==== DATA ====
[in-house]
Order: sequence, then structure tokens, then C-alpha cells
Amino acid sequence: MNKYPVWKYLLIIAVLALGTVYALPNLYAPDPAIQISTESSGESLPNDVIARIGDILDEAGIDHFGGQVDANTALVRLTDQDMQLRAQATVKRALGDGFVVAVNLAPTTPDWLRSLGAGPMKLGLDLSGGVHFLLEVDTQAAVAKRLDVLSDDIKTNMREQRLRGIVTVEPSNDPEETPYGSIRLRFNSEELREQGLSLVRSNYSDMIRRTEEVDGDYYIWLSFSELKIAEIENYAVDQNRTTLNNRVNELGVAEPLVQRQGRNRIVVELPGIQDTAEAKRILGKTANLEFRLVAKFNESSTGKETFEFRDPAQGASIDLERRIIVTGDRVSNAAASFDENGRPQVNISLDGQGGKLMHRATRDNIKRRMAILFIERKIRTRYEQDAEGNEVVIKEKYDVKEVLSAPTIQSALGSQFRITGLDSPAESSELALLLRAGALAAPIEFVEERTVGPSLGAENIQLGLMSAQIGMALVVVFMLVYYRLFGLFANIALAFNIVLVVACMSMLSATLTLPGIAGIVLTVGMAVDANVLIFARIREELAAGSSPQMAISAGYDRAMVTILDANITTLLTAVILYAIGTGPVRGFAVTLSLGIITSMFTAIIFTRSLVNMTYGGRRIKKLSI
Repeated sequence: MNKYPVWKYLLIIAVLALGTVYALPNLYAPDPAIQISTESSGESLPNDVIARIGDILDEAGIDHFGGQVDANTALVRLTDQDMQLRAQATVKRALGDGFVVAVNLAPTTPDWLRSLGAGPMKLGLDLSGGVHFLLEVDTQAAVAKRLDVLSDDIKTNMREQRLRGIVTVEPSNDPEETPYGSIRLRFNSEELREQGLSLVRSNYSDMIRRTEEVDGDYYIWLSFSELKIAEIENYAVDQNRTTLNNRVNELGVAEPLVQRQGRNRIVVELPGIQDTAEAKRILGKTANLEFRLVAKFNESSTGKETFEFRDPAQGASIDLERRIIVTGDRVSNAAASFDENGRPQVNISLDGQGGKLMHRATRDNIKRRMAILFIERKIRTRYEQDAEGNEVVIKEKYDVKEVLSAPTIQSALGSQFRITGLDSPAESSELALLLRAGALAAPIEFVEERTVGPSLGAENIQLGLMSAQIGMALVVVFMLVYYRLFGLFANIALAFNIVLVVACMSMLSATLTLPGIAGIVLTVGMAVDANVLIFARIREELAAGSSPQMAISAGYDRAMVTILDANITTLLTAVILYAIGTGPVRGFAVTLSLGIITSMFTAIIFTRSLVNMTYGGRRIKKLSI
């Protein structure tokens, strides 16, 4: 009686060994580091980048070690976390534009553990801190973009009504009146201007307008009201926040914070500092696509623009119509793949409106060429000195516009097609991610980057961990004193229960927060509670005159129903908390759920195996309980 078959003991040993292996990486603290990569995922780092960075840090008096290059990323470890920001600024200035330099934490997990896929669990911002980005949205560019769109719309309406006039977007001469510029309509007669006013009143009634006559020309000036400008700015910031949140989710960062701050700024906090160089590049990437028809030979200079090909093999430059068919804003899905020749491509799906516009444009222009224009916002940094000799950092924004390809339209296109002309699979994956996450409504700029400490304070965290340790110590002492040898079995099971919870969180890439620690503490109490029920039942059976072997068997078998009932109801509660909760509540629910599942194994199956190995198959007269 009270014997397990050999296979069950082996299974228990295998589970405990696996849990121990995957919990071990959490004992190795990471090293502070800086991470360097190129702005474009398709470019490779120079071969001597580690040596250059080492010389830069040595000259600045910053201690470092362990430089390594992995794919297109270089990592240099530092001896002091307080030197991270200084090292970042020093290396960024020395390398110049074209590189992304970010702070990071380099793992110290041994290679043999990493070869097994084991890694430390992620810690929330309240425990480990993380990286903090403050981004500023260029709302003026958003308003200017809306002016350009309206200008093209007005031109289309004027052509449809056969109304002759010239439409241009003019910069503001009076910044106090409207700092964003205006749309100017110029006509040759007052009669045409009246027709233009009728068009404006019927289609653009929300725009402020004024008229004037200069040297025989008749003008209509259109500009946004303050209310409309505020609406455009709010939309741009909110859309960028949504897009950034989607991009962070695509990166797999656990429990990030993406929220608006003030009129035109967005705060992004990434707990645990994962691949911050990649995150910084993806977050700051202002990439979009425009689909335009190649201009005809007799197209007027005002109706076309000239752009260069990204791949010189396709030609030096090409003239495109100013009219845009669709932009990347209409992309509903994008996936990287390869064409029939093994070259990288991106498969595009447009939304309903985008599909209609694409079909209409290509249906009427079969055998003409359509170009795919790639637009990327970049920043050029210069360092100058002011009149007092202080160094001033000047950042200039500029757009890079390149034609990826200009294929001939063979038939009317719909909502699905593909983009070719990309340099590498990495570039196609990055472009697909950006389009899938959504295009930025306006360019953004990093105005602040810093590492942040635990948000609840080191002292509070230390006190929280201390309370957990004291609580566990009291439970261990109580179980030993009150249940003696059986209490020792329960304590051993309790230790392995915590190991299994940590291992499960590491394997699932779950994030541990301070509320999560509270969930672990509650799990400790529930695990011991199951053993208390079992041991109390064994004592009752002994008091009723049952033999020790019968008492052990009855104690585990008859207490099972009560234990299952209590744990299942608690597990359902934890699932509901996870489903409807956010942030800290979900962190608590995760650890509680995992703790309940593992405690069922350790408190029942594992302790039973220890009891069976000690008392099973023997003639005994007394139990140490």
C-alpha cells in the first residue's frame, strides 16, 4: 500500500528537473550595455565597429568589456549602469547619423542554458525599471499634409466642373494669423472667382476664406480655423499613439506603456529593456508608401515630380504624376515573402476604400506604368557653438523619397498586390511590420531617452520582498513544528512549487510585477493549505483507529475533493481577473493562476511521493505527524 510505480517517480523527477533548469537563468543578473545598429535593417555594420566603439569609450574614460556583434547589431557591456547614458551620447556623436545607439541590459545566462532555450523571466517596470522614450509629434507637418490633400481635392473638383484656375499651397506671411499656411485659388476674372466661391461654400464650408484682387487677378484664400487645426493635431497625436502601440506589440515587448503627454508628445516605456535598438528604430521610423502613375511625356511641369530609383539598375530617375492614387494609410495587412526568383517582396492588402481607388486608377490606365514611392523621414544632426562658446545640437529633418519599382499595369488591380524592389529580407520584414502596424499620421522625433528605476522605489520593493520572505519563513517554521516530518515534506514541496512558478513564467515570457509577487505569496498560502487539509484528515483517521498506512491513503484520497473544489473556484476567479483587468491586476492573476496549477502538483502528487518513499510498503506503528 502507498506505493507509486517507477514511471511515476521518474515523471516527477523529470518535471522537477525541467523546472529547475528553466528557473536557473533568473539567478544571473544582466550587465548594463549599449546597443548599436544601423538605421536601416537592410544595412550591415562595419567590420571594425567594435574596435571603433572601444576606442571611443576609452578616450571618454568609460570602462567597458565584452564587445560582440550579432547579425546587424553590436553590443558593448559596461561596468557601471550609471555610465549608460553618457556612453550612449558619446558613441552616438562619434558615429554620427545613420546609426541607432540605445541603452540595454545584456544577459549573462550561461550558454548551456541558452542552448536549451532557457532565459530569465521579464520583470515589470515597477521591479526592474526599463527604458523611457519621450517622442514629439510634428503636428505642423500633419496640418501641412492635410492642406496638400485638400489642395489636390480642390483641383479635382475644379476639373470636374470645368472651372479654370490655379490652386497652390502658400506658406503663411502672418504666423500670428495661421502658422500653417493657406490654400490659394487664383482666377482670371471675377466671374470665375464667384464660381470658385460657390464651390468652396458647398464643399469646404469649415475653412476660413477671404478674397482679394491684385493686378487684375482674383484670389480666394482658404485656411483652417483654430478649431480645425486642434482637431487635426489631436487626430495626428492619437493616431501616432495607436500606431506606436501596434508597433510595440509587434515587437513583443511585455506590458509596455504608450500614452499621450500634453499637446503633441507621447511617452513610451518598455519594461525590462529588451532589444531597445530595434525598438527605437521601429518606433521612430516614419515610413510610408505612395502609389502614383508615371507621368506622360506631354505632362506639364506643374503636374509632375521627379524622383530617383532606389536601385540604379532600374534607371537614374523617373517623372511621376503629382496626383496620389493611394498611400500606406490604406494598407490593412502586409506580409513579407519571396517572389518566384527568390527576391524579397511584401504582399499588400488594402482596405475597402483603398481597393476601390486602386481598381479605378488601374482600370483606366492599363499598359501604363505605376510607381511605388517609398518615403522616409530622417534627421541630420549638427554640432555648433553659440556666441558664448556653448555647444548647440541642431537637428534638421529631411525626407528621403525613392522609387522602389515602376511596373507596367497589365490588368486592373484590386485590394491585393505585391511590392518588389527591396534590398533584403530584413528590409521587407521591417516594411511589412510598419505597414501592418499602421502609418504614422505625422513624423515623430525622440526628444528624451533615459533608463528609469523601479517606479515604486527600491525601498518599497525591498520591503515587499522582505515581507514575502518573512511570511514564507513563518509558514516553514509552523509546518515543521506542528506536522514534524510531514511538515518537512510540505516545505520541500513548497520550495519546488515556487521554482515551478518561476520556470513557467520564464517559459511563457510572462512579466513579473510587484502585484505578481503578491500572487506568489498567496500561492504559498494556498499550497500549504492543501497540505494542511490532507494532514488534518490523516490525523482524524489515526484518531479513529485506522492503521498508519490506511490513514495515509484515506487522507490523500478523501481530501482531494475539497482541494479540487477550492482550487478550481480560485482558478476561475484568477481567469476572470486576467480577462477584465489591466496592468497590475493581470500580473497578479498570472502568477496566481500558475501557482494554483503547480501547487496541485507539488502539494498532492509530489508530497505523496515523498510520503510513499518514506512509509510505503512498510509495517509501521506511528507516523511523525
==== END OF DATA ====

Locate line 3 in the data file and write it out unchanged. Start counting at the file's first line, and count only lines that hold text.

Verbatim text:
Amino acid sequence: MNKYPVWKYLLIIAVLALGTVYALPNLYAPDPAIQISTESSGESLPNDVIARIGDILDEAGIDHFGGQVDANTALVRLTDQDMQLRAQATVKRALGDGFVVAVNLAPTTPDWLRSLGAGPMKLGLDLSGGVHFLLEVDTQAAVAKRLDVLSDDIKTNMREQRLRGIVTVEPSNDPEETPYGSIRLRFNSEELREQGLSLVRSNYSDMIRRTEEVDGDYYIWLSFSELKIAEIENYAVDQNRTTLNNRVNELGVAEPLVQRQGRNRIVVELPGIQDTAEAKRILGKTANLEFRLVAKFNESSTGKETFEFRDPAQGASIDLERRIIVTGDRVSNAAASFDENGRPQVNISLDGQGGKLMHRATRDNIKRRMAILFIERKIRTRYEQDAEGNEVVIKEKYDVKEVLSAPTIQSALGSQFRITGLDSPAESSELALLLRAGALAAPIEFVEERTVGPSLGAENIQLGLMSAQIGMALVVVFMLVYYRLFGLFANIALAFNIVLVVACMSMLSATLTLPGIAGIVLTVGMAVDANVLIFARIREELAAGSSPQMAISAGYDRAMVTILDANITTLLTAVILYAIGTGPVRGFAVTLSLGIITSMFTAIIFTRSLVNMTYGGRRIKKLSI